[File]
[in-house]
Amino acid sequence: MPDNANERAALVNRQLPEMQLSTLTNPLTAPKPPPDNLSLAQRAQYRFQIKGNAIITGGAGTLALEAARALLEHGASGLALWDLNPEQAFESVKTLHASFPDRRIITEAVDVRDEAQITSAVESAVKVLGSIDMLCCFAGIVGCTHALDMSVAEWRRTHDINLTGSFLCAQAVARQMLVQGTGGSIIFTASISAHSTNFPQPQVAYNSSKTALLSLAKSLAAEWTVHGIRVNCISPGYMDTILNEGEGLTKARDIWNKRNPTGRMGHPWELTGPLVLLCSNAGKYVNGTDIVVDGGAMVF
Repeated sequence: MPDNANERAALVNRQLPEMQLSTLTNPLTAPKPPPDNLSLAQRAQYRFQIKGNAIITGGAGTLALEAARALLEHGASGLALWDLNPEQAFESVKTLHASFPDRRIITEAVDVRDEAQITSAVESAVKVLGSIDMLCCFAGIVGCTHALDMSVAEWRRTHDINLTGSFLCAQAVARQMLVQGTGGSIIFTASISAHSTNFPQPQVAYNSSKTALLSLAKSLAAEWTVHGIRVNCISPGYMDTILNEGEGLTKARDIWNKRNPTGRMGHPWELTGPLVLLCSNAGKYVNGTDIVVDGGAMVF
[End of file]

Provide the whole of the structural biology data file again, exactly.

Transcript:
[in-house]
Amino acid sequence: MPDNANERAALVNRQLPEMQLSTLTNPLTAPKPPPDNLSLAQRAQYRFQIKGNAIITGGAGTLALEAARALLEHGASGLALWDLNPEQAFESVKTLHASFPDRRIITEAVDVRDEAQITSAVESAVKVLGSIDMLCCFAGIVGCTHALDMSVAEWRRTHDINLTGSFLCAQAVARQMLVQGTGGSIIFTASISAHSTNFPQPQVAYNSSKTALLSLAKSLAAEWTVHGIRVNCISPGYMDTILNEGEGLTKARDIWNKRNPTGRMGHPWELTGPLVLLCSNAGKYVNGTDIVVDGGAMVF
Repeated sequence: MPDNANERAALVNRQLPEMQLSTLTNPLTAPKPPPDNLSLAQRAQYRFQIKGNAIITGGAGTLALEAARALLEHGASGLALWDLNPEQAFESVKTLHASFPDRRIITEAVDVRDEAQITSAVESAVKVLGSIDMLCCFAGIVGCTHALDMSVAEWRRTHDINLTGSFLCAQAVARQMLVQGTGGSIIFTASISAHSTNFPQPQVAYNSSKTALLSLAKSLAAEWTVHGIRVNCISPGYMDTILNEGEGLTKARDIWNKRNPTGRMGHPWELTGPLVLLCSNAGKYVNGTDIVVDGGAMVF